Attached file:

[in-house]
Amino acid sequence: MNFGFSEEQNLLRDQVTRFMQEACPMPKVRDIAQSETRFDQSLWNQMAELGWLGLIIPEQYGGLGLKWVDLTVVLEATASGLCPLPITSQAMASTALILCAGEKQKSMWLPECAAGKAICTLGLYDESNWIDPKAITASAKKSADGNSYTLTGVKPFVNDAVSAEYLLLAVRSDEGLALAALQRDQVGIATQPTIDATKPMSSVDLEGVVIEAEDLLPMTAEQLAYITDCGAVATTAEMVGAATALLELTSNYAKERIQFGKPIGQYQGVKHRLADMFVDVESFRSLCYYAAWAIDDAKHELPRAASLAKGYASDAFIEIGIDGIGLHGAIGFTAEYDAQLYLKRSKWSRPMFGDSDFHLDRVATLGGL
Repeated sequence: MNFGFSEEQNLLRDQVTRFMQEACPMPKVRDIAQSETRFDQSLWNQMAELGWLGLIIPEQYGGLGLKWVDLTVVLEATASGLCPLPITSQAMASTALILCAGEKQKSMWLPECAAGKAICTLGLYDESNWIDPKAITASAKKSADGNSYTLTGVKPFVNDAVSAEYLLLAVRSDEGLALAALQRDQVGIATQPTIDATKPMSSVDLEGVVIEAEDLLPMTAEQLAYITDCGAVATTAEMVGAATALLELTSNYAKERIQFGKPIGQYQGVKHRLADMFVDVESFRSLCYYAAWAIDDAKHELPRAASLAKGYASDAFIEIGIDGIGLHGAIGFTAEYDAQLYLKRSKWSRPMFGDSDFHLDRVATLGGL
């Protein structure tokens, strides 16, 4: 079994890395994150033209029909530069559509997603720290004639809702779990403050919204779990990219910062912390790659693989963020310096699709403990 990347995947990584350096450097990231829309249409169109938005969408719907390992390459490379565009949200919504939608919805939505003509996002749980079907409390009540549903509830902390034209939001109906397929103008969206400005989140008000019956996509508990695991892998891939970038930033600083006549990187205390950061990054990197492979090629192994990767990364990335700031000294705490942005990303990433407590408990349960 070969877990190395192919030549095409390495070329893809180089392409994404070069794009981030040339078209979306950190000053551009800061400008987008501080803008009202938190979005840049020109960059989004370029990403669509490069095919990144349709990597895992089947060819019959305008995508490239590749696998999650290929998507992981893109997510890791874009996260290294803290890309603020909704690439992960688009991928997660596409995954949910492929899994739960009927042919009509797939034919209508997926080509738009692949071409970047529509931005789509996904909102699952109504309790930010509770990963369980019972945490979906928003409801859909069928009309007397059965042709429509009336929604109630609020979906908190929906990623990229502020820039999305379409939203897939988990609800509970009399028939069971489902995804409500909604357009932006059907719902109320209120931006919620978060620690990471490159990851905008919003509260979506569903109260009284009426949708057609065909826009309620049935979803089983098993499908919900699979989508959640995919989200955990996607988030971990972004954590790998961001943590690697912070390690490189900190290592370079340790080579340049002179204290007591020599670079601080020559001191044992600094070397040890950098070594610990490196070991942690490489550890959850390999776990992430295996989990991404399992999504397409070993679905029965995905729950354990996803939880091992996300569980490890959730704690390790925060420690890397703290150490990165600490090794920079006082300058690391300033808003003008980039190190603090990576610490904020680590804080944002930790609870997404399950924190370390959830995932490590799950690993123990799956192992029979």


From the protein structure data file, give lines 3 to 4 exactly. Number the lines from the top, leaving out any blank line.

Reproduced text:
Repeated sequence: MNFGFSEEQNLLRDQVTRFMQEACPMPKVRDIAQSETRFDQSLWNQMAELGWLGLIIPEQYGGLGLKWVDLTVVLEATASGLCPLPITSQAMASTALILCAGEKQKSMWLPECAAGKAICTLGLYDESNWIDPKAITASAKKSADGNSYTLTGVKPFVNDAVSAEYLLLAVRSDEGLALAALQRDQVGIATQPTIDATKPMSSVDLEGVVIEAEDLLPMTAEQLAYITDCGAVATTAEMVGAATALLELTSNYAKERIQFGKPIGQYQGVKHRLADMFVDVESFRSLCYYAAWAIDDAKHELPRAASLAKGYASDAFIEIGIDGIGLHGAIGFTAEYDAQLYLKRSKWSRPMFGDSDFHLDRVATLGGL
């Protein structure tokens, strides 16, 4: 079994890395994150033209029909530069559509997603720290004639809702779990403050919204779990990219910062912390790659693989963020310096699709403990 990347995947990584350096450097990231829309249409169109938005969408719907390992390459490379565009949200919504939608919805939505003509996002749980079907409390009540549903509830902390034209939001109906397929103008969206400005989140008000019956996509508990695991892998891939970038930033600083006549990187205390950061990054990197492979090629192994990767990364990335700031000294705490942005990303990433407590408990349960 070969877990190395192919030549095409390495070329893809180089392409994404070069794009981030040339078209979306950190000053551009800061400008987008501080803008009202938190979005840049020109960059989004370029990403669509490069095919990144349709990597895992089947060819019959305008995508490239590749696998999650290929998507992981893109997510890791874009996260290294803290890309603020909704690439992960688009991928997660596409995954949910492929899994739960009927042919009509797939034919209508997926080509738009692949071409970047529509931005789509996904909102699952109504309790930010509770990963369980019972945490979906928003409801859909069928009309007397059965042709429509009336929604109630609020979906908190929906990623990229502020820039999305379409939203897939988990609800509970009399028939069971489902995804409500909604357009932006059907719902109320209120931006919620978060620690990471490159990851905008919003509260979506569903109260009284009426949708057609065909826009309620049935979803089983098993499908919900699979989508959640995919989200955990996607988030971990972004954590790998961001943590690697912070390690490189900190290592370079340790080579340049002179204290007591020599670079601080020559001191044992600094070397040890950098070594610990490196070991942690490489550890959850390999776990992430295996989990991404399992999504397409070993679905029965995905729950354990996803939880091992996300569980490890959730704690390790925060420690890397703290150490990165600490090794920079006082300058690391300033808003003008980039190190603090990576610490904020680590804080944002930790609870997404399950924190370390959830995932490590799950690993123990799956192992029979």